AN INSPIRATION FOR ALL ENGAGED IN HIGHER EDUCATION
The issue of changing social values, cultural diversity and tolerance is at the heart of the work of those of us engaged in higher education. Whether we are teaching in class, online or in a blended way, how we engage learners and work with different groups within our colleges, universities and apprenticeship programs reflects our values and our understanding of what diversity and multiculturalism look like. This is why the Aga Khan’s insightful and powerful address, accepting the Adrienne Clarkson Prize for Global Citizenship last Wednesday, September 21st is so important.
Earlier this month, posters appeared on an Alberta university campus with an image of a Sikh in a turban sending a message that this man “should go back from where you came from”. These provocative posters did provoke a response – a very positive one. Students and staff took down the posters and replaced them with messages of care, welcome and concern. Across the country, many individuals both condemned the posters but, more importantly, responded by reinforcing how welcome those of different ethnicity, religion and social status were to Canada and how Canadians go out of their way to ensure that new arrivals to this country feel welcomed, cared for and connected.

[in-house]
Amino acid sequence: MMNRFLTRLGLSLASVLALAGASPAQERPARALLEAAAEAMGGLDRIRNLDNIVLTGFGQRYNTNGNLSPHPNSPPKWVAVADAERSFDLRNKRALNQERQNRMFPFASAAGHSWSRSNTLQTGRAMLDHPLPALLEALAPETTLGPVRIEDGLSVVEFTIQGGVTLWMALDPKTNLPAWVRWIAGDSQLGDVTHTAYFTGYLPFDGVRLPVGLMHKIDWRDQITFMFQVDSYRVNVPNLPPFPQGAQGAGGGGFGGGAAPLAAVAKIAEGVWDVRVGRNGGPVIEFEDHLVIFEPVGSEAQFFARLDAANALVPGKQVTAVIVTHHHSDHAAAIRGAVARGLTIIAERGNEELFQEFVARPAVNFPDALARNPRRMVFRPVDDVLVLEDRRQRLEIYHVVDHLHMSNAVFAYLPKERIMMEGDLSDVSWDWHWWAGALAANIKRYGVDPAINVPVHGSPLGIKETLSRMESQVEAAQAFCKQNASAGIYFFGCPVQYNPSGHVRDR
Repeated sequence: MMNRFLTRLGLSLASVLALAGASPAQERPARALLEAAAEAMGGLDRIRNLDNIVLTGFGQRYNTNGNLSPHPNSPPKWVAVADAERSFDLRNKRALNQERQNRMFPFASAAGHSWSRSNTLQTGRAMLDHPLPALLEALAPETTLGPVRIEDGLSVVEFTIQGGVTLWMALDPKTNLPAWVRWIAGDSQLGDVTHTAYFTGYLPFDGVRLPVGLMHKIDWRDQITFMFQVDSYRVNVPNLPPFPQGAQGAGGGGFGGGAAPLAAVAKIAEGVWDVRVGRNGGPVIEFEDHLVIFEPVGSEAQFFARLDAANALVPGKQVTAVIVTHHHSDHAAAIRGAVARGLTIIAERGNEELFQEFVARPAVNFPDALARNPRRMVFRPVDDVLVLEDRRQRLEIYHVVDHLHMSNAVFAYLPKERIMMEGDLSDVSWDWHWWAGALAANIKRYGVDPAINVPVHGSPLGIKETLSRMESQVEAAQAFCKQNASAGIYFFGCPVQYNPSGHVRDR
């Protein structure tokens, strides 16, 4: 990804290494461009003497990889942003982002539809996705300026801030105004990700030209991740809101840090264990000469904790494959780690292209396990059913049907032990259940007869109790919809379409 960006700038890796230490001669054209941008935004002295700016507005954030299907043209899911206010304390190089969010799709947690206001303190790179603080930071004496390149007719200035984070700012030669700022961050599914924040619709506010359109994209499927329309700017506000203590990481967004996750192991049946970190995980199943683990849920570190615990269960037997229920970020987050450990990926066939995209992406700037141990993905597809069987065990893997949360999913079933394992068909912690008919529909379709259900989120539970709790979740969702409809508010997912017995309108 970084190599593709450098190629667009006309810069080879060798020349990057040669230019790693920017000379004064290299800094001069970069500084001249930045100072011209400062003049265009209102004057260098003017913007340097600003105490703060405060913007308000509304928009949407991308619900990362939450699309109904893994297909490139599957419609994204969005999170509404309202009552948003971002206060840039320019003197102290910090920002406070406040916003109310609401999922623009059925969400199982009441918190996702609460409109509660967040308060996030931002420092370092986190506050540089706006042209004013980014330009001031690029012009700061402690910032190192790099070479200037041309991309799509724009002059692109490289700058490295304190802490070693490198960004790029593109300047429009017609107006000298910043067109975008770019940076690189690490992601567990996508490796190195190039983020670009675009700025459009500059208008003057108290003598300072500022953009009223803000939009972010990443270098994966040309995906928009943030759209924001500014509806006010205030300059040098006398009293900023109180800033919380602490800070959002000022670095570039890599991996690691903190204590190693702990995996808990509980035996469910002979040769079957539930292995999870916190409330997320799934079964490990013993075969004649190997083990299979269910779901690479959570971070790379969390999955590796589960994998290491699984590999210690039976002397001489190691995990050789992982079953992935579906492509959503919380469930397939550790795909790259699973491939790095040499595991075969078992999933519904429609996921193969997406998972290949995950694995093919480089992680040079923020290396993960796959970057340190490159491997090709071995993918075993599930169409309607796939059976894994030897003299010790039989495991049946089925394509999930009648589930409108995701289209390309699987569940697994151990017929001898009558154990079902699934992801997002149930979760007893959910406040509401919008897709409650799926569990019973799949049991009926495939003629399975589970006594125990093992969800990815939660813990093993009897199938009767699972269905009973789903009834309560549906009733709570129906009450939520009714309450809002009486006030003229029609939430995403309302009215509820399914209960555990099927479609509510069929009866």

This small incident on a higher education campus shows how right the Agha Khan is to stress the key values of respect, pluralism and the dignity of diversity. He is also right in saying that living these values is a demanding task in a growingly complex, interconnected world. As he says:
“For those who feel insecure, it is tempting to look for scapegoats, for someone to blame, when their self-esteem is threatened. Often, we then find it easier to define our identity by what we are against, than by what we are for.”
But Canada is good at both living with complexity and responding to challenge.